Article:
One of the most important theories in the study of the welfare state argues that what matters for policy change is the strength and weakness of left and right wing parties in government. This is often referred to as the power resource theory (Korpi, 2003). Low income groups in the economy mobilise in support of left leaning political parties because they implement policies that are re-distributive. Low income groups use their market power (i.e. sheer weight of numbers) to mobilise behind socialist oriented political parties, who use this market power to implement political reform.
This theory was challenged by Pierson (1999) who argued that partisanship no longer matters. Political parties in government have converged their policies in response to the fiscal constraints of the state, in a global market economy. The new politics of the welfare state is about market management and generating support for unpopular reform. Partisanship in the neoliberal era does not matter. There is undoubtedly truth in this perspective, and reflected in the convergence of policy choices across Eurozone member states in response to the banking cum sovereign debt crisis.
But what both of these perspectives ignores is the difference between what parties are (i.e. historical identity) and what they actually do (the policies they implement). Parties may make rhetorical appeals to specific socio-economic groups but often implement policies that are not in the economic interest of these groups. The relationship between policy outcome and electoral choice rarely reflects the formal model of political scientists (working from an economistic rational choice framework). This assumes a direct causal relationship between voter interests, party choice and policy outcomes. But public policy decisions are nested in a network of elite relationships between politicians and those with the mobilising capacity to influence government ministers (not least the media).
A lot of research seems to indicate that partisanship still matters for voter choice (Korpi, 2009). Lower income groups continue to support political parties with more redistributive programs. But this ‘class politics’ produces a variety of political coalitions, given the muliti-layered cleavages in a post-industrial society. For class-based electoral outcomes to translate into policy, political parties have to encourage a class based identity amongst the electorate in low to middle-income groups. That is, they have to encourage citizens to vote in their economic self-interest. But this assumes these interests exist?
Most social democratic parties have done the opposite over the past twenty years. They do not encourage people to vote in their economic self-interest on the reasonable assumption that they have limited capacity to implement a re-distributive public policy regime. Hence, they focus on encouraging people to become more employable, to get a better job, and earn their income in the labour market. It is about adaptability and flexibilisation to ‘external’ market forces. But the institutional coordination of this depends on the formal electoral-political system. In the US, low-income groups don’t vote and most economic policy decisions reflect the interests of high income groups (i.e. aggressive tax cutting). It is a center-right two-party state. Most European countries are multi-party systems.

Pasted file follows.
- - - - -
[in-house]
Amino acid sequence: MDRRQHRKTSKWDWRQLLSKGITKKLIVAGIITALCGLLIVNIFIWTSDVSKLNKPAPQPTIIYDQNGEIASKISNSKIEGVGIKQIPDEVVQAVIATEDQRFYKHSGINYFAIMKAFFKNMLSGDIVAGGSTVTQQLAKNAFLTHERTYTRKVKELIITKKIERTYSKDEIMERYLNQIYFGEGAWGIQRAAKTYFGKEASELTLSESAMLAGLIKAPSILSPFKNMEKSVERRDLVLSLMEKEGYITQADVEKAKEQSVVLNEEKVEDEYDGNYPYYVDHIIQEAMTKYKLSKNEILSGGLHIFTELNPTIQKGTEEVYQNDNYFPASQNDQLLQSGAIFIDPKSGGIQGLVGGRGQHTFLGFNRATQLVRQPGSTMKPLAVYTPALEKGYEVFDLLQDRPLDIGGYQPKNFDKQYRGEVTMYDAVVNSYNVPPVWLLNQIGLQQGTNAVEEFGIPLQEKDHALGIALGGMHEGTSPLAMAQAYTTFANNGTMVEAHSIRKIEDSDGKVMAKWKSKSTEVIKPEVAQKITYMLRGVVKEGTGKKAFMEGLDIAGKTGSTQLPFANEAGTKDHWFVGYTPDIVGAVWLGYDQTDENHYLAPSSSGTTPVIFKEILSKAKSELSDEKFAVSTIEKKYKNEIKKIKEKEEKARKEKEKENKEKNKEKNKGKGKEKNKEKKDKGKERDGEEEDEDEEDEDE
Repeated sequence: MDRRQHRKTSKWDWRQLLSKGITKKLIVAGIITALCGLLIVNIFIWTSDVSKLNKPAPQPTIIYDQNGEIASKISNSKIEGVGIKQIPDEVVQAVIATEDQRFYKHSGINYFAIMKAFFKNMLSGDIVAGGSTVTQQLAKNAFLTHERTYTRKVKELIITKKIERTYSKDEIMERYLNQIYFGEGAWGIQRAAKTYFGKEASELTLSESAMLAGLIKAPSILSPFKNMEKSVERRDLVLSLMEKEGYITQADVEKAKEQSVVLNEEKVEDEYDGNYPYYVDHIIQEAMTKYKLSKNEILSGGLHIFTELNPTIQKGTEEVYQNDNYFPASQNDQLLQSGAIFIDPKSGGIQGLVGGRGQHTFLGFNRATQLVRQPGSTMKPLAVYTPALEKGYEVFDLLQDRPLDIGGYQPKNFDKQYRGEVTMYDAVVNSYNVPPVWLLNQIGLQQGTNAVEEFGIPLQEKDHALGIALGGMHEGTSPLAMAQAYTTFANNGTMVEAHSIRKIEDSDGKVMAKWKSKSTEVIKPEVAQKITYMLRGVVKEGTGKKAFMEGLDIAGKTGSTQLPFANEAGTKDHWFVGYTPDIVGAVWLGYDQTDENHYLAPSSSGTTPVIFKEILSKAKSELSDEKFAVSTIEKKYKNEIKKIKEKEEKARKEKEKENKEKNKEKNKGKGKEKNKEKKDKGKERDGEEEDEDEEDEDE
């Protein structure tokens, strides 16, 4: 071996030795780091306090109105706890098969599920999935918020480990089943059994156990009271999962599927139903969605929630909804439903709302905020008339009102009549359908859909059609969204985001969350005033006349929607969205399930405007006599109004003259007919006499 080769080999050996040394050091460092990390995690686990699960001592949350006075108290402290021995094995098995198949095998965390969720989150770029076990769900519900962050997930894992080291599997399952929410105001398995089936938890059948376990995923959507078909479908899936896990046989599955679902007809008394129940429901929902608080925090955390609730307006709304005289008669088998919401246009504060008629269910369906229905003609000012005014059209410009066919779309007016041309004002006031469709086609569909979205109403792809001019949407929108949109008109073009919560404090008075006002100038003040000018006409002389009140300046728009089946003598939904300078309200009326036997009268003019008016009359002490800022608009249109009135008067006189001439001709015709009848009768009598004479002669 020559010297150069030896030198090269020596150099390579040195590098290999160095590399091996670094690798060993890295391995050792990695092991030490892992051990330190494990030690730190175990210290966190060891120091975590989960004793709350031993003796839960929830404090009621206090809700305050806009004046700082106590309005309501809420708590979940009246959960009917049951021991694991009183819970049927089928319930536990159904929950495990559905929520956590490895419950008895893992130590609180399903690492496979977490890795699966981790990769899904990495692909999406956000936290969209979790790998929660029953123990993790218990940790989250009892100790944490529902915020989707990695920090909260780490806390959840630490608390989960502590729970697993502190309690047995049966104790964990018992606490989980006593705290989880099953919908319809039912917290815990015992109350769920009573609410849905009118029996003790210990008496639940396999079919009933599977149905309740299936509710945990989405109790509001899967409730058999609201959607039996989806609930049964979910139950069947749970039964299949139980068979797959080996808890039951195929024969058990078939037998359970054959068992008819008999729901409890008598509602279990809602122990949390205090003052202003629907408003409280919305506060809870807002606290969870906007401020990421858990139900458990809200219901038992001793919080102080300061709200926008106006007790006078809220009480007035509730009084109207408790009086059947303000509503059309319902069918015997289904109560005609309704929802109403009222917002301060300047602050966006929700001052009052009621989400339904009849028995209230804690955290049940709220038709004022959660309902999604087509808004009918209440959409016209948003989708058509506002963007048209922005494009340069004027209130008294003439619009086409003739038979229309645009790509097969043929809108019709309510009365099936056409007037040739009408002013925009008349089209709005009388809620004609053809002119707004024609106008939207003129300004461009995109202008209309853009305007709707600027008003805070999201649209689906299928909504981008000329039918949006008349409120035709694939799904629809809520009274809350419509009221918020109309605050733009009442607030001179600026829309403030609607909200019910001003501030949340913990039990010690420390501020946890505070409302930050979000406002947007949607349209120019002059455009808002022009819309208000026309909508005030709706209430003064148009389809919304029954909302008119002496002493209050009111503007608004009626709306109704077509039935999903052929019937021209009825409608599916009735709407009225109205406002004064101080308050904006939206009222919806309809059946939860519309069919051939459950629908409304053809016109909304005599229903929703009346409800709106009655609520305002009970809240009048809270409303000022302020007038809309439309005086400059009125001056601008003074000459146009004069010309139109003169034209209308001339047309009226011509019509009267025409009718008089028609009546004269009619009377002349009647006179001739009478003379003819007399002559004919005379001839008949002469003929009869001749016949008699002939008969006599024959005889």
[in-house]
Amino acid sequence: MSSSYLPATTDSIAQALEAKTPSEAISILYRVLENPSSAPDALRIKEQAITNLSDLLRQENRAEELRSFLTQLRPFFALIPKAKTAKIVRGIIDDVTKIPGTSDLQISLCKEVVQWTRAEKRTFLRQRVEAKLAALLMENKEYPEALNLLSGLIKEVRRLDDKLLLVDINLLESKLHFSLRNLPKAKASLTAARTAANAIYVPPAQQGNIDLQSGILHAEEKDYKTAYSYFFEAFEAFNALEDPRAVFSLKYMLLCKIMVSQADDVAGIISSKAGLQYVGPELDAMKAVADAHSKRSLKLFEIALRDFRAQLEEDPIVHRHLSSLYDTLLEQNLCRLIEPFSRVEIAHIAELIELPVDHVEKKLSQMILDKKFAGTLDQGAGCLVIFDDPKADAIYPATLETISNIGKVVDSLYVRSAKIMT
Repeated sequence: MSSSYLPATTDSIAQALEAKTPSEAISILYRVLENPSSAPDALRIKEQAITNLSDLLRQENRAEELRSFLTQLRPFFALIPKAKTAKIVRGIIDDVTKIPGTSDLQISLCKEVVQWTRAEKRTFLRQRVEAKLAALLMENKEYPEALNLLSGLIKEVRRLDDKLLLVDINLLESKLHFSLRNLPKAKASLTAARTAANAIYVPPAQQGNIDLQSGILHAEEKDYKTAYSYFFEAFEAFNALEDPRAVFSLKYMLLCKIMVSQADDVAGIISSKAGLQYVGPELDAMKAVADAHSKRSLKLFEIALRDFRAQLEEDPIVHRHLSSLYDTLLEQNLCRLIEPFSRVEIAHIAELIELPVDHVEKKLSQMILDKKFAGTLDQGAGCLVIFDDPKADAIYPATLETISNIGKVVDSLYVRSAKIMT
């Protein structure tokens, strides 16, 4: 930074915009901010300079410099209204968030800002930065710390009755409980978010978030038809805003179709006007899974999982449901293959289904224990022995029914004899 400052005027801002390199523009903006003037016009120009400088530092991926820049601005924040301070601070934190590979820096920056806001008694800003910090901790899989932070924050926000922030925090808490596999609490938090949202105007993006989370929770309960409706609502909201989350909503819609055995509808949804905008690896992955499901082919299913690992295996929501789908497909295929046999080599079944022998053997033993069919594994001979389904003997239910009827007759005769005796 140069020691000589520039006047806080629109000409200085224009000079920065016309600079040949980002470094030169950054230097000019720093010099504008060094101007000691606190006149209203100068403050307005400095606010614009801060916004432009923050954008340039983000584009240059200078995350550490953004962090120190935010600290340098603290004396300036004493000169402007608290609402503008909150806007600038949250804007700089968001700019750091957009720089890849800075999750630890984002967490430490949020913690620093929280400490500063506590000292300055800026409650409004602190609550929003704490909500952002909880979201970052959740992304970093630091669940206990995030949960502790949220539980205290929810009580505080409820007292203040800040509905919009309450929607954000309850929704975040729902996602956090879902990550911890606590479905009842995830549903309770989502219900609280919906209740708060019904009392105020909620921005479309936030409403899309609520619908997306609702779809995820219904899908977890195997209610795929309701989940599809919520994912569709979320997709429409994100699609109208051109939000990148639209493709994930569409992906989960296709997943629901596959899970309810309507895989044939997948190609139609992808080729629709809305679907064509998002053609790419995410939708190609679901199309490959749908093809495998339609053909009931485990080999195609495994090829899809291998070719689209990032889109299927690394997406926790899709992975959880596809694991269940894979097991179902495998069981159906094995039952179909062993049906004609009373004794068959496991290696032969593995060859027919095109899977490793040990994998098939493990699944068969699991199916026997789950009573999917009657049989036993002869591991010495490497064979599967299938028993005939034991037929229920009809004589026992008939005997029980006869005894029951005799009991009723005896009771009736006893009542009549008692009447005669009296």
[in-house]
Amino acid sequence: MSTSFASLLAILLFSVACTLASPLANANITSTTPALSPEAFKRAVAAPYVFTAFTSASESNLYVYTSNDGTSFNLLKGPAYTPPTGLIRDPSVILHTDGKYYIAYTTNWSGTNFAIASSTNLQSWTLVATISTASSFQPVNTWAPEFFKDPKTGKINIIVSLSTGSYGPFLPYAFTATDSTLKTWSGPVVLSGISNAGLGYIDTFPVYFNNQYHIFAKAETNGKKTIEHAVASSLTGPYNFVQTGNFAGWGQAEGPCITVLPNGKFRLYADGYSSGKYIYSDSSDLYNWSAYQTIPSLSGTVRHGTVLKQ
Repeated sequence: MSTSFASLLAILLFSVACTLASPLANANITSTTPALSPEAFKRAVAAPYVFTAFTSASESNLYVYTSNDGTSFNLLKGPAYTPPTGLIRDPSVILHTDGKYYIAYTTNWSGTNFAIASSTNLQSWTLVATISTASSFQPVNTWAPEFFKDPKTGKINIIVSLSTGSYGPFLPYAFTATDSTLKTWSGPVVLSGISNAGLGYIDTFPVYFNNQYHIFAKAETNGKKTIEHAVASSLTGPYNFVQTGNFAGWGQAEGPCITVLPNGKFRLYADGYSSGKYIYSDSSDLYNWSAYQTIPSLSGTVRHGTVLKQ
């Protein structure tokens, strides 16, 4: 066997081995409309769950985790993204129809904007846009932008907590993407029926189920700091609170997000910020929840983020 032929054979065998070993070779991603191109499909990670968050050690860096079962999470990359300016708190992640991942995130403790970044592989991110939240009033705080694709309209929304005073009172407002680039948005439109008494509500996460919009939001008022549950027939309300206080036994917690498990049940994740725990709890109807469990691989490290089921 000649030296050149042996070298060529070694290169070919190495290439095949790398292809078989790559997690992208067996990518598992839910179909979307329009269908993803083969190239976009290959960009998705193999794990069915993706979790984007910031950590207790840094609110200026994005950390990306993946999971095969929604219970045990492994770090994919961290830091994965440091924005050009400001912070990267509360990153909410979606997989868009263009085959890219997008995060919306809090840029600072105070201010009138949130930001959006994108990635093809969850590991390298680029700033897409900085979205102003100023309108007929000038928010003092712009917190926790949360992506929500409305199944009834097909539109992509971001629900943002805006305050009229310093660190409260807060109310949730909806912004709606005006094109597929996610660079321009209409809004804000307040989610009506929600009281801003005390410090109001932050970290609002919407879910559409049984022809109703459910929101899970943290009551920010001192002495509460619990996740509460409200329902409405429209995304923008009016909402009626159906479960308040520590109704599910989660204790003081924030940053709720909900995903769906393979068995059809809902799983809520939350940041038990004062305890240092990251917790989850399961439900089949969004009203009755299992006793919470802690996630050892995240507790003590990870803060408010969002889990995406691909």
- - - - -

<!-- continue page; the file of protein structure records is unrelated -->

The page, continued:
Political party partisanship only matters (i.e. gets translated into policy) to the extent that there is an ideological difference between the political parties. Partisanship will not get reflected in economic policy if there is no difference between competing governments. The smaller the ideological polarisation the less difference in public policy outcomes. This is applicable to countries with minimal support for left-leaning parties in Europe, such as Ireland. It also reflects the shit toward variants of the Third Way (UK, Netherlands) .
Clearly, under a given set of conditions, the capacity of political parties to implement egalitarian policy diminishes. A country that no longer has economic sovereignty and under the control of a foreign power (or Troika adjustment program) is a clear case in point. In a capitalist society, the market economy must be growing if the resources for redistribution and employment are to be produced. But few countries operate at the level of the nation-state. They are part of a much large international and mulit-level governance regime – such as the European Union. Therefore they have to take into consideration external demands as well as internal demands, and the crux of the Eurozone crisis.
Domestic policy choices matter when there is a real ideological difference between political parties operating within a democratic system. The further the difference between parties, the more likely they will be able to make their ideology count. But if this democratic choice is shut off, at the level of the nation-state, by the constraints of the EMU, then we no longer live in a democratic capitalist society.